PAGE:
Sony might have a couple more tricks up its sleeve with the PS5, with a new patent describing a “scalable game console CPU/GPU design”. The filing has spurred rumours that a ‘Pro' version of the PS5 console may already be planned, included a multi-SoC system and cloud servers to enhance performance.
Spotted by redditor u/anexanhume, Sony's multiple SoC patent starts by briefly detailing how it is possible to render portions of each frame of video in a multi-GPU simulation environment and the benefits of its utilisation. In the patent, a console using a single SoC is cited as the “light version” of the console, while one using multiple SoCs is described as a “high-end version”, which might come with more RAM, storage and other features.
The patent not only refers to multiple local SoCs, but it also tells us about using SoCs “from cloud servers”, which is basically what “PlayStation Now” does. It also points out how using more than a single SoC in a system comes with disadvantages, and how they can be solved. One of the issues raised in the patent is thermals, which can be solved by dynamically adjusting the frequencies and/or voltages.
The core principle presented in this patent to render a frame using multiple SoCs is by setting each SoC to render part of the frame. It then uses multiplexing techniques to combine the rendered frame parts and output them as a single frame. The multiple SoCs might be located in a console, a local network, or in the cloud.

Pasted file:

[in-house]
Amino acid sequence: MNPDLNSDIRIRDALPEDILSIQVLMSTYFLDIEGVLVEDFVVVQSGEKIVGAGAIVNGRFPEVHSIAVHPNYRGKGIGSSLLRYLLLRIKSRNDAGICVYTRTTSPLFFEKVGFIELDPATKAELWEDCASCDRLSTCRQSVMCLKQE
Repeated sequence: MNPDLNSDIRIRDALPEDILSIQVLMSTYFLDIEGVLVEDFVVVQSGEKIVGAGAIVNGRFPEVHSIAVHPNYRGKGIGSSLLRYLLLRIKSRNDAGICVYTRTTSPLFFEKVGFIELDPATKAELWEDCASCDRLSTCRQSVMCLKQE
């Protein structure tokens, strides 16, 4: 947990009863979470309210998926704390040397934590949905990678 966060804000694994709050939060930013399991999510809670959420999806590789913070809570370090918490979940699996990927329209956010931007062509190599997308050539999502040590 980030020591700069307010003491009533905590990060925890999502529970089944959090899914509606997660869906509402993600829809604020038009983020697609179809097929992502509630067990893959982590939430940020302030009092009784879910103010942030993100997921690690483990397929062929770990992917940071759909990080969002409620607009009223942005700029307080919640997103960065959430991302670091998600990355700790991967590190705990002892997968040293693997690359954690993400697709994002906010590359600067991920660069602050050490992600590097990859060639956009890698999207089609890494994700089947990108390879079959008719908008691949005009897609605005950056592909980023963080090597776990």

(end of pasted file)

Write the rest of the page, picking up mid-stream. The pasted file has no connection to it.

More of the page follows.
There are three block diagrams in the patent, each showing a multi-SoC console system. The first one shows us an example of two APUs, each with their own memory controllers and RAM, in the same die using the NUMA architecture, allowing the APU faster access to contents of memory. The second diagram suggests the use of two SoCs (CPU and GPU) in the same die, with a shared memory controller and shared RAM. The third and final one shows a die with CPU, GPU, memory controller, and RAM, with an extra die with a CPU and GPU that uses the memory and memory controller of the other die, sharing the RAM and memory controller like in the previous example.
In the patent, it's also written that access to multiple SoCs can be made through “a cloud server by paying extra fees”, with “lower-paying users” getting access to fewer dies, and “higher-paying users” getting more dies allocated to them.
KitGuru Says: Companies often file patents for tech that they don't necessarily intend to use in the near future. With that in mind, this can be chalked up to R&D efforts for now. Do you think a PS5 Pro will eventually be announced?